KARL: OK, you've taken some real heat, especially from the right, on this. I want to go through just this past week, some right wing commentators. You had Ann Coulter say Chuck Schumer is playing Marco Rubio. Erick Erickson said Marco Rubio is either being played the fool or we are being played the fool by Senator Rubio. Glenn Beck called you a pretty nasty name and said he's not on our side. So what do you -- what do you -- what do you say to this and what has happened? I mean, you used to be the guy hailed as a -- as a conservative hero to some of these guys.
RUBIO: Well, I think it is important to remember that on virtually every other issue, I agree with many of the folks that right now are just not supportive of the immigration reform bill. I understand why they are opposed to it. I really do. I mean, we have the most generous country in the history of the world, whose immigration laws have been taken advantage of. You have an administration claiming that there is no problem, that the borders are already secure, when everyone knows they're not, and people are frustrated by this. And to top it all off, when you mention any of these things, you are accused of being anti-immigrant or anti-Hispanic.
Now, I recognize there is a division among conservatives about it. I respect other people's views on it. I understand why they are frustrated by it. I just hope people understand that the reason why I've undertaken this is because this is a major problem that's hurting our country. And -- and the only way I know how to fix problems is to get involved and try to fix it. So, well -- but we'll...
KARL: But directly answer that question. Are you being played by the Democrats? Is Chuck Schumer playing you, is essentially the charge?
RUBIO: I don't -- I quite frankly, I don't even know what that means. Because the fact of the matter is...
KARL: Is he using you? Is he using you to try to accomplish something that the Democrats want and is not -- not a conservative bill?
RUBIO: Immigration reform is something that all Americans recognize has to be done. I mean, I don't focus a lot on public polling, but if you look at these public polls, it's clear the vast majority of Americans understand that what we have in place in this country is de facto amnesty, a broken legal immigration system that needs to be reformed.
KARL: The president came out this week and he gave one of his first speeches on immigration in a -- in quite some time. I'm wondering, do you consider that helpful? Is it helpful when the president comes out as he did and, is harshly critical of the critics of this bill?
RUBIO: Well listen, I think the president has his hands full these days. I didn't quite frankly even hear the speech. We were very busy this week. I -- I think I read some headlines here or there, but obviously the president -- we're -- our job as legislators, you know, as members of Congress, is to pass legislation. And that's what I hope we'll do out of the Senate, and then the House will have its work, and we'll work together to try to solve this problem. And then the president will have a decision to make about whether he wants to sign the bill or not.
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Former Vice President Dick Cheney on Sunday asserted that President Barack Obama has "no credibility" on the so-called war on terror.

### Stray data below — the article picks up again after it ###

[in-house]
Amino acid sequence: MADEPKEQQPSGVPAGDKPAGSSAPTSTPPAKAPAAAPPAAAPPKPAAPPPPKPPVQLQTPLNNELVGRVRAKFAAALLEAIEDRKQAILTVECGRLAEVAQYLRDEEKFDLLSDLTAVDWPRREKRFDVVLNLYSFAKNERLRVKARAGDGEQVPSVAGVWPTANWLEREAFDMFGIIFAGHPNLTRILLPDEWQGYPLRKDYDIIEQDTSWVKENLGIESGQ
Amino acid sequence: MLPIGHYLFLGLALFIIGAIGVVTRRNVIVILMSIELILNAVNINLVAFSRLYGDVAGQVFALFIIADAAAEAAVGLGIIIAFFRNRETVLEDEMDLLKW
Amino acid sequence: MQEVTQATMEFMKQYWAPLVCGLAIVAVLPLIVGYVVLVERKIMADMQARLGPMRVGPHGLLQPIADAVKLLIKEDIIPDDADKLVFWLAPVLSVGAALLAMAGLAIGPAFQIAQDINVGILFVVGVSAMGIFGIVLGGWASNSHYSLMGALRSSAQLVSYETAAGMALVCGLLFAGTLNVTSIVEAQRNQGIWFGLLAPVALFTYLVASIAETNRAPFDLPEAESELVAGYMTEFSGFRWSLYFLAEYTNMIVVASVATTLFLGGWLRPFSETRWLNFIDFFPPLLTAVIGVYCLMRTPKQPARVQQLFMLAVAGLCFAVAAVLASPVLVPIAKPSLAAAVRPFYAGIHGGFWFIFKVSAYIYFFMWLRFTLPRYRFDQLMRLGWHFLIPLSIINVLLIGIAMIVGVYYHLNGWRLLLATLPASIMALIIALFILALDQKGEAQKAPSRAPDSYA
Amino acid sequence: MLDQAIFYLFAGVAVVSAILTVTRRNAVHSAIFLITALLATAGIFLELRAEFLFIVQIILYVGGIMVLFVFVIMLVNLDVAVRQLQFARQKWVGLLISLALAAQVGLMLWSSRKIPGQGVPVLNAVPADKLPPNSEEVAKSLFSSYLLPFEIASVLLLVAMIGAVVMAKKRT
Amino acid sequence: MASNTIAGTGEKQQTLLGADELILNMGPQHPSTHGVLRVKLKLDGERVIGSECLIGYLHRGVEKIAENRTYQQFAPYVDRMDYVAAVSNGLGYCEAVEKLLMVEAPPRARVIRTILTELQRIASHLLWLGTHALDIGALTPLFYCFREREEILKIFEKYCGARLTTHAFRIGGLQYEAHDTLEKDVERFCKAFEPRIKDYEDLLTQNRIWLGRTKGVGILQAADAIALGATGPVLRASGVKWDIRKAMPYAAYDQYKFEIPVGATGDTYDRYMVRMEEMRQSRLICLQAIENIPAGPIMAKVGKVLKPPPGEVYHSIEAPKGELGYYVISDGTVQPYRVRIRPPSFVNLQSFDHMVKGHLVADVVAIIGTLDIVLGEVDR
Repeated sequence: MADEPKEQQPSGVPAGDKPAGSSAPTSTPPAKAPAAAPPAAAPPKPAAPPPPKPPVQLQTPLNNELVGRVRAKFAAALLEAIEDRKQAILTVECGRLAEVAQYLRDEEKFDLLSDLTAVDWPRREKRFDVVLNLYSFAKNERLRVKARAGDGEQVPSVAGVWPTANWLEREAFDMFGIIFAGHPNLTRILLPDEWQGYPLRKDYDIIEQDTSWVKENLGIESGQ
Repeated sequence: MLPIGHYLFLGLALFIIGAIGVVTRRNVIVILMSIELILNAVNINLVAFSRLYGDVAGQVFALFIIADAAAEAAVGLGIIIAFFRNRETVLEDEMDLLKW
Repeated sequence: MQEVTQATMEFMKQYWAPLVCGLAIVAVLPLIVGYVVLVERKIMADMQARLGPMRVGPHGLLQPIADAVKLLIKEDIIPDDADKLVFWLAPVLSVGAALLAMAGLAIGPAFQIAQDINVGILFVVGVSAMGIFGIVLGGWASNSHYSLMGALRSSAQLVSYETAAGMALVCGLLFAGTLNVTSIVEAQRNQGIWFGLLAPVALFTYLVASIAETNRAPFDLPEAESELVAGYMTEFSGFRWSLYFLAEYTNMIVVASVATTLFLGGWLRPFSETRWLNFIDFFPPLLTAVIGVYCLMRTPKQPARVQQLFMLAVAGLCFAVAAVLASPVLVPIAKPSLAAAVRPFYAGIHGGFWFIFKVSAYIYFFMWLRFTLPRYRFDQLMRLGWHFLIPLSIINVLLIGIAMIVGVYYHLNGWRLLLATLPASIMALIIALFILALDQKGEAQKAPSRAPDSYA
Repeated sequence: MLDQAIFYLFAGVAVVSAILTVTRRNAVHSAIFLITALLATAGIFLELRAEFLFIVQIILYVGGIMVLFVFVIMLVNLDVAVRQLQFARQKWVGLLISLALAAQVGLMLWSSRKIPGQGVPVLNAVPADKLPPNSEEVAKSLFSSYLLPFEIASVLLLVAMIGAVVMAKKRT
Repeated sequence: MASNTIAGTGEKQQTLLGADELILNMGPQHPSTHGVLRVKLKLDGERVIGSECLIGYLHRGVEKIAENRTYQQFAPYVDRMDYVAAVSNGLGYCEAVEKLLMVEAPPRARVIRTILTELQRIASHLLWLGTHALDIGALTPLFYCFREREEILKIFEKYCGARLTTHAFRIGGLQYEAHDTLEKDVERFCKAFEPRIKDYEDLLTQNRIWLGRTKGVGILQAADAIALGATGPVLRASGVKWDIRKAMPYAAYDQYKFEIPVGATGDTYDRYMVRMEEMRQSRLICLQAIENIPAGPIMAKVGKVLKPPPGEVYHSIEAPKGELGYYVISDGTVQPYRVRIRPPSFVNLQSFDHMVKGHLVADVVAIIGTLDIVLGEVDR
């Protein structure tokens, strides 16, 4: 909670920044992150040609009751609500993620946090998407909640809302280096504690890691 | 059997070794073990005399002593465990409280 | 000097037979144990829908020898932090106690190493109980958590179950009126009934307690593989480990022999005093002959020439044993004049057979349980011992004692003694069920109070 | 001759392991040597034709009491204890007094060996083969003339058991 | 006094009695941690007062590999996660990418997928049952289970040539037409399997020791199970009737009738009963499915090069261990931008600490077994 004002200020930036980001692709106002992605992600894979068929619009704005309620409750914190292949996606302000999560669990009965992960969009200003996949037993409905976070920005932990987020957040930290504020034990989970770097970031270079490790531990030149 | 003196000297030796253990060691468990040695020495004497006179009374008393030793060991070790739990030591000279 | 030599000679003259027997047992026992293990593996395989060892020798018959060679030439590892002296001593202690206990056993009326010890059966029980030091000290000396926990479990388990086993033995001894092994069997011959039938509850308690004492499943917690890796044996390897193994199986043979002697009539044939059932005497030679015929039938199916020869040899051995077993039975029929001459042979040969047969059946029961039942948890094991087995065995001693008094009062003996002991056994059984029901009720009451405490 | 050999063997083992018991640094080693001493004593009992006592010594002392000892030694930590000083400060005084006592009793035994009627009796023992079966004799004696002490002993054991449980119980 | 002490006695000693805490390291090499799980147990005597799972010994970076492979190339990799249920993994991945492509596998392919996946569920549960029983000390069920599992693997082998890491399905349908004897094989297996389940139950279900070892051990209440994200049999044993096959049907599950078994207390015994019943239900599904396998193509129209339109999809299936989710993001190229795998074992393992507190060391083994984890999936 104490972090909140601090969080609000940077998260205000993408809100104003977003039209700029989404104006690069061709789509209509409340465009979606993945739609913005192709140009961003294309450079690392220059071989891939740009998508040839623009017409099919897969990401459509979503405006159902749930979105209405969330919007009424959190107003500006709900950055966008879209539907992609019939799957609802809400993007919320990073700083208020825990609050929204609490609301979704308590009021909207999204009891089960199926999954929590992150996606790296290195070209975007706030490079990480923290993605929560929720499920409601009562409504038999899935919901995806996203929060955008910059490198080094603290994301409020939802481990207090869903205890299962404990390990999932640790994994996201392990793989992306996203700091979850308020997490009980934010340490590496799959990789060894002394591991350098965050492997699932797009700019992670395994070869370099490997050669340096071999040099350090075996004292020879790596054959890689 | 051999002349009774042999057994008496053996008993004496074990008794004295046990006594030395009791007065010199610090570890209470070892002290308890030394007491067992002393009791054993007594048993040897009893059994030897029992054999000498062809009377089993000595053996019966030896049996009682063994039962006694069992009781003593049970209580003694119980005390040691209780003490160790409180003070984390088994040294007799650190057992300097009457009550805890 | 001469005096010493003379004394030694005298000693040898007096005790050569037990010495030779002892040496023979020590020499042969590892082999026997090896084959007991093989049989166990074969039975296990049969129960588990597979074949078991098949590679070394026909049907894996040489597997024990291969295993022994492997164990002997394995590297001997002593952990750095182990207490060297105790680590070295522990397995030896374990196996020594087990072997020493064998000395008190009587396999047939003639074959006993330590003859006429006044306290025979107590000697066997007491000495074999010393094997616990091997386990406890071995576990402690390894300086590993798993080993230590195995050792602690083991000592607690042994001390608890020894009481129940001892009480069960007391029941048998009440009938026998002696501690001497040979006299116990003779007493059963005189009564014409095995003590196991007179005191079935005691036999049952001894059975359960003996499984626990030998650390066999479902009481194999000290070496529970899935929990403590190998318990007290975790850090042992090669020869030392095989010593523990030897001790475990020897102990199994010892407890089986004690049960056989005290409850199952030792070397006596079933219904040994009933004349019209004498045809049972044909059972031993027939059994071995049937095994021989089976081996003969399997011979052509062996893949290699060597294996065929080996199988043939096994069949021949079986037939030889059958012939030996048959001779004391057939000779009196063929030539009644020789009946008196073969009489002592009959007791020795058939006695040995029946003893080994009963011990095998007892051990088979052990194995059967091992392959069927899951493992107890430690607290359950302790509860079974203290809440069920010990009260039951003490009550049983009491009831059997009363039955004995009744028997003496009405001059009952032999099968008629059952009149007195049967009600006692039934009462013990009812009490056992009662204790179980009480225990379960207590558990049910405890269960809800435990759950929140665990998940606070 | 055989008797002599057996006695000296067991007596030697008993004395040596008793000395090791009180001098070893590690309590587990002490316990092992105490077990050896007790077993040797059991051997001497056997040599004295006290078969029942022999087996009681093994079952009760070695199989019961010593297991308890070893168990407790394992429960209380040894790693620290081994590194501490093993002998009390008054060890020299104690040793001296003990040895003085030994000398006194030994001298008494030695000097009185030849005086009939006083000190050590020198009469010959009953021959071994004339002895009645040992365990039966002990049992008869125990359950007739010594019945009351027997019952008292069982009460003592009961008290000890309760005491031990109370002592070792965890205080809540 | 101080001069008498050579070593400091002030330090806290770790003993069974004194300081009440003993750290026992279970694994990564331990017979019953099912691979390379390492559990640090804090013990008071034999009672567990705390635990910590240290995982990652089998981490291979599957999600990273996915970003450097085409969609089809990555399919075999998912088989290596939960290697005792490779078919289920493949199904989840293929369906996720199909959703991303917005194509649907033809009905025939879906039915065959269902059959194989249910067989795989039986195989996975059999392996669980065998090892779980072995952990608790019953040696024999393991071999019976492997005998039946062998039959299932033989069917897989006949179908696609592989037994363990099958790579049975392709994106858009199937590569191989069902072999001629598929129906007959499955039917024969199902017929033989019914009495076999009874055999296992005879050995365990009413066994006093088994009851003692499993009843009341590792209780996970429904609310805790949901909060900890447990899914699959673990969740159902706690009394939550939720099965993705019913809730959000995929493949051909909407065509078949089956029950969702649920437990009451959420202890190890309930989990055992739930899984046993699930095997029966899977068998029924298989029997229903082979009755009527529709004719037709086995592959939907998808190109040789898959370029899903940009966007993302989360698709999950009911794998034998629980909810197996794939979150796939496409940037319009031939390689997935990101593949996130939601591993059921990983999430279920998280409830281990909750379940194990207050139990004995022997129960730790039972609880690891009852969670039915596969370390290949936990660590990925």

Fox News Sunday host Chris Wallace pointed out to the former vice president in a recently-recorded interview that Obama had said that his administration had "scrubbed" National Security Agency (NSA) spying programs and added oversight after Cheney left office.
Cheney insisted that the people operating the NSA programs collecting Internet and phone data authorized by President George W. Bush "are as fine as fine officers as you're going to find anyplace in the United States military."
"I trust these guys implicitly with my life. And what I make of what they're saying is they are to be believed," he said. "They're good, honest Americans. They're patriotic. But they also care very much about their responsibility to safeguard civil liberties."
"I don't pay a lot of attention, frankly, to what Barack Obama said," Cheney continued. "Because I find a lot of it -- in other areas, for example, IRS, Benghazi -- not credible. I'm obviously not a fan of the incumbent president. I don't know what he did to the program."
Wallace pointed out that the president had indicated that the war on terror was coming to an end, and wondered if that made it harder to justify the vast NSA surveillance.
"First of all, he's wrong," Cheney declared. "It's not winding down... The threat's bigger than ever."
"So, he's just dead wrong on the status of the threat," he added. "In terms of credibility, I don't think he has credibility. And one of the biggest problems we have is we've got an important point where the president of the United States ought to be able to stand up and say, 'This is a righteous program, it's a good program, it saved American lives, and I support it.'"
"The problem is the guy has failed to be forthright and honest and credible on things like Benghazi and the IRS. So, he's got no credibility."
We are so used to the idea of "terrorist threats" that could affect us from outside our borders that often we fail to examine and label as terrorism those that are like an asp at our breast. I happened to read a piece in Wonkette about a declaration of holy war made by Rand Paul's new religious outreach coordinator, David Lane, and at first I though it was a satire from The Onion. I followed the links in the story and found it was all too true.